Let $X$ follow a Normal distribution, and let $Y = a+bX$ (not both constants zero). The normal distribution is closed under shifting and scaling, so $Y$ also follows a normal distribution.
If I recall correclty, there exists "Cramer's condition" for bivariate normality, where we get it if all linear combinations of two random variables have a univariate normal distribution. In our case it is easy to see that any $Z = \delta_1X + \delta_2 Y$ will follow a Normal distribution too (not both constants zero). So it appears that $(X,Y)$ are jointly normal, with correlation coefficient equal to unity, in absolute value.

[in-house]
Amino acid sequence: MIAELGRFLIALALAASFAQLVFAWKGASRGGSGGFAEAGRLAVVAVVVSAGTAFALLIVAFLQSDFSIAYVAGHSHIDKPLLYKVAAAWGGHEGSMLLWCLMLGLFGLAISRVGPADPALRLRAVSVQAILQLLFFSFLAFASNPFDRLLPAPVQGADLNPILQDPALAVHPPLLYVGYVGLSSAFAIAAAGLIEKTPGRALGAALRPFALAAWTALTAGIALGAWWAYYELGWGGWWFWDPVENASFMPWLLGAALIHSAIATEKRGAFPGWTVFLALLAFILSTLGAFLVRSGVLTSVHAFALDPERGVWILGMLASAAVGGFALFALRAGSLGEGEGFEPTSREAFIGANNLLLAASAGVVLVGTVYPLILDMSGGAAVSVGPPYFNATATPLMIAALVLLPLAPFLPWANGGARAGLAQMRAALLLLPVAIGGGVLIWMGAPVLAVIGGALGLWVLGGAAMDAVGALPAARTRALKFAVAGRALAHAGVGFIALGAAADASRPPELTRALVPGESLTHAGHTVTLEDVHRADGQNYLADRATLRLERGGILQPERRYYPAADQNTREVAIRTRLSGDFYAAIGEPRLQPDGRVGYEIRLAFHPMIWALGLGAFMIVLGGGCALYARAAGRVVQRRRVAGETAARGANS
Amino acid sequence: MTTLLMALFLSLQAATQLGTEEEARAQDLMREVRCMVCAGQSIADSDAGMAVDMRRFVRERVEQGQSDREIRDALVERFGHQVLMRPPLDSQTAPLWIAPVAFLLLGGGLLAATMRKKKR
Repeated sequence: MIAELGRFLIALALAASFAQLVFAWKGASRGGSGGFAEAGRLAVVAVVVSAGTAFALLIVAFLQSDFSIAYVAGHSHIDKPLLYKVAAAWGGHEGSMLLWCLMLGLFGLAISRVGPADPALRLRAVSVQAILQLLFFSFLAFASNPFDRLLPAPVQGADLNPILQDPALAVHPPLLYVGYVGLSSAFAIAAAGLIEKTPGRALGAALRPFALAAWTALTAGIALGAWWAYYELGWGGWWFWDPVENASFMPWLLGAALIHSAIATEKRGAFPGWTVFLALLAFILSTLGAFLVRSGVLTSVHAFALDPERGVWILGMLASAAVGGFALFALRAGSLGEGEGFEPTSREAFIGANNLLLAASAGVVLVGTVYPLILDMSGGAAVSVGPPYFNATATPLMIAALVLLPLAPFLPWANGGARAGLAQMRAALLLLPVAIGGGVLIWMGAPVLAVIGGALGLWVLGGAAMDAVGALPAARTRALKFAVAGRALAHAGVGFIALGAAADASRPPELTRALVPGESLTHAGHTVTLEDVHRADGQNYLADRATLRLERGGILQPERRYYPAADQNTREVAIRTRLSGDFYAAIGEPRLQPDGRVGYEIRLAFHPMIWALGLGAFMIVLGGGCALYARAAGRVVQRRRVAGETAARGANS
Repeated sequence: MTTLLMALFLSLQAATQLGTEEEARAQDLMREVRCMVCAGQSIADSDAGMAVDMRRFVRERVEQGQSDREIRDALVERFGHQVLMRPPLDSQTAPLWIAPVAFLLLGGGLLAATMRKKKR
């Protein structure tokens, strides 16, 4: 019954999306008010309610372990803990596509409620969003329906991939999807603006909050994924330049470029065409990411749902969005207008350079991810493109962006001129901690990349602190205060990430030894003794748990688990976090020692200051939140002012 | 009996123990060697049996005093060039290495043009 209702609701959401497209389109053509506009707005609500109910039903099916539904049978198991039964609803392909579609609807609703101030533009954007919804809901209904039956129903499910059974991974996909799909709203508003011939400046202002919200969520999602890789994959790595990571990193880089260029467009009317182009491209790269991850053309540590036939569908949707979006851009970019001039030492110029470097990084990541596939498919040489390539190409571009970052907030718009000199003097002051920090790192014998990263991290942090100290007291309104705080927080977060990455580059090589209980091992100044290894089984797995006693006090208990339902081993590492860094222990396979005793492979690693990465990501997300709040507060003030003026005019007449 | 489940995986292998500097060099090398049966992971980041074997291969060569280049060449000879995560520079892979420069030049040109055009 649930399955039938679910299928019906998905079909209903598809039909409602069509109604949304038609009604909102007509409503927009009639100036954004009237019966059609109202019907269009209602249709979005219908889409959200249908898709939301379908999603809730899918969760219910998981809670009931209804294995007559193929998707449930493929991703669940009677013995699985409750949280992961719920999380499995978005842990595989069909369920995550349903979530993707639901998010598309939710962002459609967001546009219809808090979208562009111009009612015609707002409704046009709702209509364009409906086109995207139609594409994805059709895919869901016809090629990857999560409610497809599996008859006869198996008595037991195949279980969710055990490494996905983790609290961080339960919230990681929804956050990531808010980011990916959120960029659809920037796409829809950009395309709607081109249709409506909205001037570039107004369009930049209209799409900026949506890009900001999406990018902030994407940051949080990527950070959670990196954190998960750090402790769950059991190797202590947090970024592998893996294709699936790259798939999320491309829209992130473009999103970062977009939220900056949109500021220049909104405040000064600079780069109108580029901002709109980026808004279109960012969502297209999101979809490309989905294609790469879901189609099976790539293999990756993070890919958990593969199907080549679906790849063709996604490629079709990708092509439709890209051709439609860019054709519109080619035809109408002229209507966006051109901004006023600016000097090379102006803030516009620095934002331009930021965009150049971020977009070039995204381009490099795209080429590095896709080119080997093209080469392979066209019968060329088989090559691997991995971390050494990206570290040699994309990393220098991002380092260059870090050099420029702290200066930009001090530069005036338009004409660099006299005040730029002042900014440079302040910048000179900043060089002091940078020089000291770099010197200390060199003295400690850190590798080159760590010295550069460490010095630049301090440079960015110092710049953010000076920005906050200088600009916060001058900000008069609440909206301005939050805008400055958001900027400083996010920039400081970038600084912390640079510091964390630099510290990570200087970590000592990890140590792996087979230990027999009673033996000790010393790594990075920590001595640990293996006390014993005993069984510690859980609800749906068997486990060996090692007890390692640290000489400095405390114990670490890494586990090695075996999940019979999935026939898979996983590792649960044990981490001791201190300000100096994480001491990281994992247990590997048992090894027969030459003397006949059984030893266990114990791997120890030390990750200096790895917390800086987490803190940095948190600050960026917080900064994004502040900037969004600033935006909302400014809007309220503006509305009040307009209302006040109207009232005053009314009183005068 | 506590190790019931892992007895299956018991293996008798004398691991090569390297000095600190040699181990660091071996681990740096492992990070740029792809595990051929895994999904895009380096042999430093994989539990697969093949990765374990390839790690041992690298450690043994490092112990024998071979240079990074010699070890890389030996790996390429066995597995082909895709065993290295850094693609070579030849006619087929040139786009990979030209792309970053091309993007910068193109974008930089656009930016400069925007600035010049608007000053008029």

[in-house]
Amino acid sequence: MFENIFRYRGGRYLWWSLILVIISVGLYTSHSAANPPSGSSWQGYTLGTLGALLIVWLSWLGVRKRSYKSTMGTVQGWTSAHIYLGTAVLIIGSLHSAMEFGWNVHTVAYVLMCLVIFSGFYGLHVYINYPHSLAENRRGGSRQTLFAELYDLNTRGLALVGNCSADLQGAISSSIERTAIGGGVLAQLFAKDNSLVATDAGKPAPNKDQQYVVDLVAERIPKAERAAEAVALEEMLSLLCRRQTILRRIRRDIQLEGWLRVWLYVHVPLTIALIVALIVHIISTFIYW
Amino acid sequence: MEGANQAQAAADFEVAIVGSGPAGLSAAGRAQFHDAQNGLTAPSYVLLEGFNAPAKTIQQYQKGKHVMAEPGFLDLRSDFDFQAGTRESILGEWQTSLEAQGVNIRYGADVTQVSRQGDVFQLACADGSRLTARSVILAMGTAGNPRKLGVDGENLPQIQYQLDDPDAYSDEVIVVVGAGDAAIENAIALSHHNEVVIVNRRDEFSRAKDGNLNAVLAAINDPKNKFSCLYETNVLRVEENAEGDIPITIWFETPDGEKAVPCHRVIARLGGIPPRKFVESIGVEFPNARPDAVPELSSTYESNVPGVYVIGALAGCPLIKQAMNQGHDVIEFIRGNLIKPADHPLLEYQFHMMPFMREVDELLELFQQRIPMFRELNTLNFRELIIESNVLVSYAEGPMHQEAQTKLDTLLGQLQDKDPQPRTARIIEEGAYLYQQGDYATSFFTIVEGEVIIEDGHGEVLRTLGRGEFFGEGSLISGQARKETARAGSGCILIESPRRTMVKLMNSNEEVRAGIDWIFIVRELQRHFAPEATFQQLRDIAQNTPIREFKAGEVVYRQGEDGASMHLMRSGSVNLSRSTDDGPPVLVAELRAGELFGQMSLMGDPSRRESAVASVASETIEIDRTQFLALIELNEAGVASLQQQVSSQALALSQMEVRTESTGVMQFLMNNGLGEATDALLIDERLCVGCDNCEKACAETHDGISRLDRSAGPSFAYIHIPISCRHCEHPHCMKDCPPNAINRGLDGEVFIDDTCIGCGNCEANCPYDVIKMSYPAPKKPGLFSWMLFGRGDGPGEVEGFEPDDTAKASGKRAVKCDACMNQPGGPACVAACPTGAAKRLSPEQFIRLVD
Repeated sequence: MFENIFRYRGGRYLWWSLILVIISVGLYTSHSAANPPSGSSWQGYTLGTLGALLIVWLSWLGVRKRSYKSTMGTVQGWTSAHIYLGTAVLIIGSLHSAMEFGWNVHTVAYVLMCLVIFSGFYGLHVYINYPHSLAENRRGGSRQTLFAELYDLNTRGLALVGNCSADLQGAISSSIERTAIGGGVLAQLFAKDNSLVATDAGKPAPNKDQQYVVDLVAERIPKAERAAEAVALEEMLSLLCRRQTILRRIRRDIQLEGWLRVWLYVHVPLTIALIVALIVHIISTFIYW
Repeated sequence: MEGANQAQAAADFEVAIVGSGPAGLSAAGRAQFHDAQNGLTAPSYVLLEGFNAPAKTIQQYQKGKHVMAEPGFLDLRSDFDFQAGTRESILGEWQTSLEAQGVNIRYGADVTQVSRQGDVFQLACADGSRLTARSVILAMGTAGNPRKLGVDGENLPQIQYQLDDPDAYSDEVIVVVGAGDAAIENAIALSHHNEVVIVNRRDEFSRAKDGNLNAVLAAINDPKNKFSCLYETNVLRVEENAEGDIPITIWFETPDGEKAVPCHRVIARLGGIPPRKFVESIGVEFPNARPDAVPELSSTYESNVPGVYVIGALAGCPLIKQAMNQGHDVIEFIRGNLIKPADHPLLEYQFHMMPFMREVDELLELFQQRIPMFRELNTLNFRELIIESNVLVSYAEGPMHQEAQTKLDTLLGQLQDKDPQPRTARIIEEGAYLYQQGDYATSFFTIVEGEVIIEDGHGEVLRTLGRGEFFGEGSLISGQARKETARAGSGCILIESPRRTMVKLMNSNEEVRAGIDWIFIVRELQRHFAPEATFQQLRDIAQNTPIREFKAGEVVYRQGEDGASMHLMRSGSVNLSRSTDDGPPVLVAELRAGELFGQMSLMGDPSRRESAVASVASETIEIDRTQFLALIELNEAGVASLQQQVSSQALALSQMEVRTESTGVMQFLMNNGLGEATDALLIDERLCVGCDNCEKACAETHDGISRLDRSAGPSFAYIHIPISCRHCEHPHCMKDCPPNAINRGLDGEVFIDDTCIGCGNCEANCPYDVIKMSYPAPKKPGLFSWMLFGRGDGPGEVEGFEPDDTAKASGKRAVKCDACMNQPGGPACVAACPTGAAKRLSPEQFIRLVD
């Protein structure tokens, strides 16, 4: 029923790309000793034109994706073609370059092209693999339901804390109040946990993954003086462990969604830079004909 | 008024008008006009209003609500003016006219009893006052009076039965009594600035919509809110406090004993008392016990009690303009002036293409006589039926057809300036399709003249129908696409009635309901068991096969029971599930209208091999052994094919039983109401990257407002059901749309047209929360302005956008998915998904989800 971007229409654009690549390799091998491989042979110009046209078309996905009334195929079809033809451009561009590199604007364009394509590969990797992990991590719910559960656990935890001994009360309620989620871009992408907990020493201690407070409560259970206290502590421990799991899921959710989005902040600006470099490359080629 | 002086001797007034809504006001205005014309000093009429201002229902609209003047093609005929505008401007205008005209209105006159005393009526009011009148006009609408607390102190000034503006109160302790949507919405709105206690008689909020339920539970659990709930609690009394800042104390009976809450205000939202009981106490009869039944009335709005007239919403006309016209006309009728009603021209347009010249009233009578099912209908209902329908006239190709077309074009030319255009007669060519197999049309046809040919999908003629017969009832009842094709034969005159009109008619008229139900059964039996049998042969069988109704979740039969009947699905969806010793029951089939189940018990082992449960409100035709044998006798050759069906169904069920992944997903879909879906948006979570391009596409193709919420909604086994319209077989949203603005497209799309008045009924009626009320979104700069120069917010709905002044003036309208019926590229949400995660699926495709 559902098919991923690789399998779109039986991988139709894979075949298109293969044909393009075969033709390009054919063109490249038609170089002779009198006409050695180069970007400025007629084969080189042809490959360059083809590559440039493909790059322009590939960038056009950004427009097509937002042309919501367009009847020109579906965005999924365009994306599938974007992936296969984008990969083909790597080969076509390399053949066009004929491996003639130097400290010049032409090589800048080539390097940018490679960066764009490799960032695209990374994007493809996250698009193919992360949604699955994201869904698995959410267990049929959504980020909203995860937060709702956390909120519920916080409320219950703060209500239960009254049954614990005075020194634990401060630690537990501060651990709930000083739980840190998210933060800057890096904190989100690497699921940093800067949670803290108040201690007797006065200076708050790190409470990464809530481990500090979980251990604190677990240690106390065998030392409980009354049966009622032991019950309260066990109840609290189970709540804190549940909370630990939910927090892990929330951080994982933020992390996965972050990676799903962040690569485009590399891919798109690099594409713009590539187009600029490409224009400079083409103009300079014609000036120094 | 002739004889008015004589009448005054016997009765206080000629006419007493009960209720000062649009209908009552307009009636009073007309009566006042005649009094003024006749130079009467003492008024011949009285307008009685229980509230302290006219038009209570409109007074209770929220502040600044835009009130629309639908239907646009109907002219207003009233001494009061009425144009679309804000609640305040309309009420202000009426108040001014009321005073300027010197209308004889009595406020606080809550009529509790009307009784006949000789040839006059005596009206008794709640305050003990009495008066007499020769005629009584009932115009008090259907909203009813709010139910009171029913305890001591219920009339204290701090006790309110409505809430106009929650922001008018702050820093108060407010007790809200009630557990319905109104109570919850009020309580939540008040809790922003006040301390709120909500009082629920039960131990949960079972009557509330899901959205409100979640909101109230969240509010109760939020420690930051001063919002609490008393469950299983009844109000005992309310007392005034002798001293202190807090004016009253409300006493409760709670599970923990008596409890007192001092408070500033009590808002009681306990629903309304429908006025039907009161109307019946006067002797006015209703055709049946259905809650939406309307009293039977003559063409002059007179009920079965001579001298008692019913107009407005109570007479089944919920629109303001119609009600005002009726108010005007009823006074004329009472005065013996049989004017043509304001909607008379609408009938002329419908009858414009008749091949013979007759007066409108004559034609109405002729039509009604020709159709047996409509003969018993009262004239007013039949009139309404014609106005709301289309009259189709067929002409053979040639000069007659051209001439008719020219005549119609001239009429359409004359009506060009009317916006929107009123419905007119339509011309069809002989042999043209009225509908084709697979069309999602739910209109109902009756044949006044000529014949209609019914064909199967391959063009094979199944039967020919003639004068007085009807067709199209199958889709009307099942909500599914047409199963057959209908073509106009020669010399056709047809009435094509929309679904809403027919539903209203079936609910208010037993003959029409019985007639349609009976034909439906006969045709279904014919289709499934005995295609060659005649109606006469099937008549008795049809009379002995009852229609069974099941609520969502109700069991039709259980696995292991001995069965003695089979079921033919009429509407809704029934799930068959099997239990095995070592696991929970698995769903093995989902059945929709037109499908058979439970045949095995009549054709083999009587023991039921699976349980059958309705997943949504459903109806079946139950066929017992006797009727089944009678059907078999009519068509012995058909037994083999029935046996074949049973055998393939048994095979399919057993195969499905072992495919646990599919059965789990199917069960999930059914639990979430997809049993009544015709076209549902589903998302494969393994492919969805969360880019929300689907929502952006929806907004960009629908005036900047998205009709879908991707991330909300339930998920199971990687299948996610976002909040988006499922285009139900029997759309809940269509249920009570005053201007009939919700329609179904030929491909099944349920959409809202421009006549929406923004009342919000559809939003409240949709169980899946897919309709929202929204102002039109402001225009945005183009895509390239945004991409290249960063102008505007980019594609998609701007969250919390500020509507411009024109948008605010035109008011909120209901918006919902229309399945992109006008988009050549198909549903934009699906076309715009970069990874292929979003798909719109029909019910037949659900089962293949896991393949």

The question is the following: the joint support of $(X,Y)$ is a line in $\mathbb R^2$, and as a $(n-1)-$dimensional object in a $n-$dimensional space, it has Lebesgue measure zero. This I think, implies that the joint probability density function does not exist.
Q1: Is the above correct?
Q2: What are the main practical consequences of not being allowed to define the joint density (like, indicatively, what kind of statistical work we cannot do, and what kind we still can do, what statistical methods are no longer applicable, and which are still applicable)?
I guess the situation generalizes to any distribution that is closed under affine transformations, and when we want to assume in addition that the bivariate vector follows the 2-D analogue of the marginal distributions.